Abstract: Significant progress has been made recently in our understanding of the structure of stellar magnetic fields, thanks to advances in detection methods such as Zeeman-Doppler Imaging. The extrapolation of this surface magnetic field into the corona has provided 3D models of the coronal magnetic field and plasma. This method is sensitive mainly to the magnetic field in the bright regions of the stellar surface. The dark (spotted) regions are censored because the Zeeman signature there is suppressed. By modelling the magnetic field that might have been contained in these spots, we have studied the effect that this loss of information might have on our understanding of the coronal structure. As examples, we have chosen two stars (V374 peg and AB Dor) that have very different magnetograms and patterns of spot coverage. We find that the effect of the spot field depends not only on the relative amount of flux in the spots, but also its distribution across the stellar surface. For a star such as AB Dor with a high spot coverage and a large polar spot, at its greatest effect the spot field may almost double the fraction of the flux that is open (hence decreasing the spindown time) while at the same time increasing the X-ray emission measure by two orders of magnitude and significantly affecting the X-ray rotational modulation.
Modelling stellar coronal magnetic fields
Moira Jardine,Jean-Francois Donati,Doris Arzoumanian,Aline de Vidotto
Physics , 2010, DOI: 10.1017/S1743921311015316
Abstract: Our understanding of the structure and dynamics of stellar coronae has changed dramatically with the availability of surface maps of both star spots and also magnetic field vectors. Magnetic field extrapolations from these surface maps reveal surprising coronal structures for stars whose masses and hence internal structures and dynamo modes may be very different from that of the Sun. Crucial factors are the fraction of open magnetic flux (which determines the spin-down rate for the star as it ages) and the location and plasma density of closed-field regions, which determine the X-ray and radio emission properties. There has been recent progress in modelling stellar coronae, in particular the relative contributions of the field detected in the bright surface regions and the field that may be hidden in the dark star spots. For the Sun, the relationship between the field in the spots and the large scale field is well studied over the solar cycle. It appears, however, that other stars can show a very different relationship.
The Search for Super-saturation in Chromospheric Emission
Damian J. Christian,Mihalis Mathioudakis,Tersi Arias,Moira Jardine,David B. Jess
Physics , 2011, DOI: 10.1088/0004-637X/738/2/164
Abstract: We investigate if the super-saturation phenomenon observed at X-ray wavelengths for the corona, exists in the chromosphere for rapidly rotating late-type stars. Moderate resolution optical spectra of fast rotating EUV- and X-ray- selected late-type stars were obtained. Stars in alpha Per were observed in the northern hemisphere with the Isaac Newton 2.5 m telescope and IDS spectrograph. Selected objects from IC 2391 and IC 2602 were observe in the southern hemisphere with the Blanco 4m telescope and R-C spectrograph at CTIO. Ca II H & K fluxes were measured for all stars in our sample. We find the saturation level for Ca II K at log(L_CaK/L_bol) = -4.08. The Ca II K flux does not show a decrease as a function of increased rotational velocity or smaller Rossby number as observed in the X-ray. This lack of "super-saturation" supports the idea of coronal-stripping as the cause of saturation and super-saturation in stellar chromospheres and corona, but the detailed underlying mechanism is still under investigation.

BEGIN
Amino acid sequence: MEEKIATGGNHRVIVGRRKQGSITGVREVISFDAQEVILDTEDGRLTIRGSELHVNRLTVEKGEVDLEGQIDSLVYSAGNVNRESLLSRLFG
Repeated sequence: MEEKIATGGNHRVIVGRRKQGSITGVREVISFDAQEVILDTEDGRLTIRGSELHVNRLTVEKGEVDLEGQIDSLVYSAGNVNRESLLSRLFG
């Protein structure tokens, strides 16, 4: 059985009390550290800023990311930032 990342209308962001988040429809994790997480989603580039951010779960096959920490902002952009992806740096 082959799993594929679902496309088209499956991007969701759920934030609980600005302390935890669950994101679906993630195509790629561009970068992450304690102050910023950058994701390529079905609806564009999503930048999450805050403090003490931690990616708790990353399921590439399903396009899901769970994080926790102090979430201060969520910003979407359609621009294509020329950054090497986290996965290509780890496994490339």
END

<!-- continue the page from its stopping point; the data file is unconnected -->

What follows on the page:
X-ray Emission From Nearby M-dwarfs: the Super-saturation Phenomenon
David J James,Moira M Jardine,Robin D Jeffries,Sofia Randich,Andrew Collier Cameron,Miguel Ferreira
Physics , 2000, DOI: 10.1046/j.1365-8711.2000.03838.x
Abstract: A rotation rate and X-ray luminosity analysis is presented for rapidly rotating single and binary M-dwarf systems. X-ray luminosities for the majority of both single & binary M-dwarf systems with periods below $\simeq 5-6$ days (equatorial velocities, V$_{eq}>$ 6 km~s$^{-1}$) are consistent with the current rotation-activity paradigm, and appear to saturate at about $10^{-3}$ of the stellar bolometric luminosity. The single M-dwarf data show tentative evidence for the super-saturation phenomenon observed in some ultra-fast rotating ($>$ 100 km~s$^{-1}$) G & K-dwarfs in the IC 2391, IC 2602 and Alpha Persei clusters. The IC 2391 M star VXR60b is the least X-ray active and most rapidly rotating of the short period (P$_{rot}<$ 2 days) stars considered herein, with a period of 0.212 days and an X-ray activity level about 1.5 sigma below the mean X-ray emission level for most of the single M-dwarf sample. For this star, and possibly one other, we cautiously believe that we have identified the first evidence of super-saturation in M-dwarfs. If we are wrong, we demonstrate that only M-dwarfs rotating close to their break up velocities are likely to exhibit the super-saturation effect at X-ray wavelengths.